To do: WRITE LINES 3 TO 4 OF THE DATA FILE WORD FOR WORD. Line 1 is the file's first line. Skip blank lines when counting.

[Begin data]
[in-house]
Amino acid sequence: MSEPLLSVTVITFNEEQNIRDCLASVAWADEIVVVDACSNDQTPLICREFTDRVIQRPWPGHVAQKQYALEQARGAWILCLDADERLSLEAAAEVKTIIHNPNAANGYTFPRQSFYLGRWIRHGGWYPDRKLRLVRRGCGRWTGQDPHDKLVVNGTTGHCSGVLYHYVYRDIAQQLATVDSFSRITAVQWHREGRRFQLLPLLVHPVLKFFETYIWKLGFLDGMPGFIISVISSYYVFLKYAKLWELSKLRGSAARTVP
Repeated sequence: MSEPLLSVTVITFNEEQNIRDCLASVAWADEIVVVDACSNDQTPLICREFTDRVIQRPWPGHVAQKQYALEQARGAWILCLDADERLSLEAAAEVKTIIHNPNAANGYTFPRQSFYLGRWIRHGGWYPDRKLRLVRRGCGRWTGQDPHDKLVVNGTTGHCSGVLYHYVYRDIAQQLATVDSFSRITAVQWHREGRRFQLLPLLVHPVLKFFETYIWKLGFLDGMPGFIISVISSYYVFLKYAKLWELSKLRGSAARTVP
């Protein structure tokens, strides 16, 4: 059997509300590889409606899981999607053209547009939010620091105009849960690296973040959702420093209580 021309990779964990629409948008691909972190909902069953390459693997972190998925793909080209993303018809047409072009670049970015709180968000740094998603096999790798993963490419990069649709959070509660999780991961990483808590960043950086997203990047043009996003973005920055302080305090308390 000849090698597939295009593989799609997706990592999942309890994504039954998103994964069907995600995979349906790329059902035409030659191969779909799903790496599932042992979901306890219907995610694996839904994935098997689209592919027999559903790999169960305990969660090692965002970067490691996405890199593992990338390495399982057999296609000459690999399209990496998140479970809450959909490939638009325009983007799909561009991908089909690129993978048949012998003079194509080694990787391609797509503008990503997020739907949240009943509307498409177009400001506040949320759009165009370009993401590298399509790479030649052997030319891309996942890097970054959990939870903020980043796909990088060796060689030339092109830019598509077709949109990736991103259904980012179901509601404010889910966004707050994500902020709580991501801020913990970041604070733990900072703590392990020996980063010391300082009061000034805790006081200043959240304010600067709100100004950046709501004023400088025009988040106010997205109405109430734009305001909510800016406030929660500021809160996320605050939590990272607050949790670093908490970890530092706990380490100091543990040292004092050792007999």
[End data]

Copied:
Repeated sequence: MSEPLLSVTVITFNEEQNIRDCLASVAWADEIVVVDACSNDQTPLICREFTDRVIQRPWPGHVAQKQYALEQARGAWILCLDADERLSLEAAAEVKTIIHNPNAANGYTFPRQSFYLGRWIRHGGWYPDRKLRLVRRGCGRWTGQDPHDKLVVNGTTGHCSGVLYHYVYRDIAQQLATVDSFSRITAVQWHREGRRFQLLPLLVHPVLKFFETYIWKLGFLDGMPGFIISVISSYYVFLKYAKLWELSKLRGSAARTVP
């Protein structure tokens, strides 16, 4: 059997509300590889409606899981999607053209547009939010620091105009849960690296973040959702420093209580 021309990779964990629409948008691909972190909902069953390459693997972190998925793909080209993303018809047409072009670049970015709180968000740094998603096999790798993963490419990069649709959070509660999780991961990483808590960043950086997203990047043009996003973005920055302080305090308390 000849090698597939295009593989799609997706990592999942309890994504039954998103994964069907995600995979349906790329059902035409030659191969779909799903790496599932042992979901306890219907995610694996839904994935098997689209592919027999559903790999169960305990969660090692965002970067490691996405890199593992990338390495399982057999296609000459690999399209990496998140479970809450959909490939638009325009983007799909561009991908089909690129993978048949012998003079194509080694990787391609797509503008990503997020739907949240009943509307498409177009400001506040949320759009165009370009993401590298399509790479030649052997030319891309996942890097970054959990939870903020980043796909990088060796060689030339092109830019598509077709949109990736991103259904980012179901509601404010889910966004707050994500902020709580991501801020913990970041604070733990900072703590392990020996980063010391300082009061000034805790006081200043959240304010600067709100100004950046709501004023400088025009988040106010997205109405109430734009305001909510800016406030929660500021809160996320605050939590990272607050949790670093908490970890530092706990380490100091543990040292004092050792007999």